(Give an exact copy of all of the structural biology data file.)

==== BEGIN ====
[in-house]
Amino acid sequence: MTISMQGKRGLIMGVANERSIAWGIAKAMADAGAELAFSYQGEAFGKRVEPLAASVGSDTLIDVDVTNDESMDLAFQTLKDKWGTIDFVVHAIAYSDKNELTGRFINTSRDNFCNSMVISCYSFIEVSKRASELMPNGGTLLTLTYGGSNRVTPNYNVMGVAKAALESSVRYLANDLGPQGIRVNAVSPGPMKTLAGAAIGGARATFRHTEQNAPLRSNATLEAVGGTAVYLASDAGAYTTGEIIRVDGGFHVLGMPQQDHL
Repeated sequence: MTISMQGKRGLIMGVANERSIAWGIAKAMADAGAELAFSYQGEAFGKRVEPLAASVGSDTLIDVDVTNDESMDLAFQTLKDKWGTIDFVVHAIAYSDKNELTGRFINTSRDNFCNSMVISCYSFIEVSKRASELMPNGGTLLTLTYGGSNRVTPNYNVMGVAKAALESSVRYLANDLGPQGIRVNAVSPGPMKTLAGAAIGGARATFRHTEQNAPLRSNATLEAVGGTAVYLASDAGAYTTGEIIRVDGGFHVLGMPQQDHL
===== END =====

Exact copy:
[in-house]
Amino acid sequence: MTISMQGKRGLIMGVANERSIAWGIAKAMADAGAELAFSYQGEAFGKRVEPLAASVGSDTLIDVDVTNDESMDLAFQTLKDKWGTIDFVVHAIAYSDKNELTGRFINTSRDNFCNSMVISCYSFIEVSKRASELMPNGGTLLTLTYGGSNRVTPNYNVMGVAKAALESSVRYLANDLGPQGIRVNAVSPGPMKTLAGAAIGGARATFRHTEQNAPLRSNATLEAVGGTAVYLASDAGAYTTGEIIRVDGGFHVLGMPQQDHL
Repeated sequence: MTISMQGKRGLIMGVANERSIAWGIAKAMADAGAELAFSYQGEAFGKRVEPLAASVGSDTLIDVDVTNDESMDLAFQTLKDKWGTIDFVVHAIAYSDKNELTGRFINTSRDNFCNSMVISCYSFIEVSKRASELMPNGGTLLTLTYGGSNRVTPNYNVMGVAKAALESSVRYLANDLGPQGIRVNAVSPGPMKTLAGAAIGGARATFRHTEQNAPLRSNATLEAVGGTAVYLASDAGAYTTGEIIRVDGGFHVLGMPQQDHL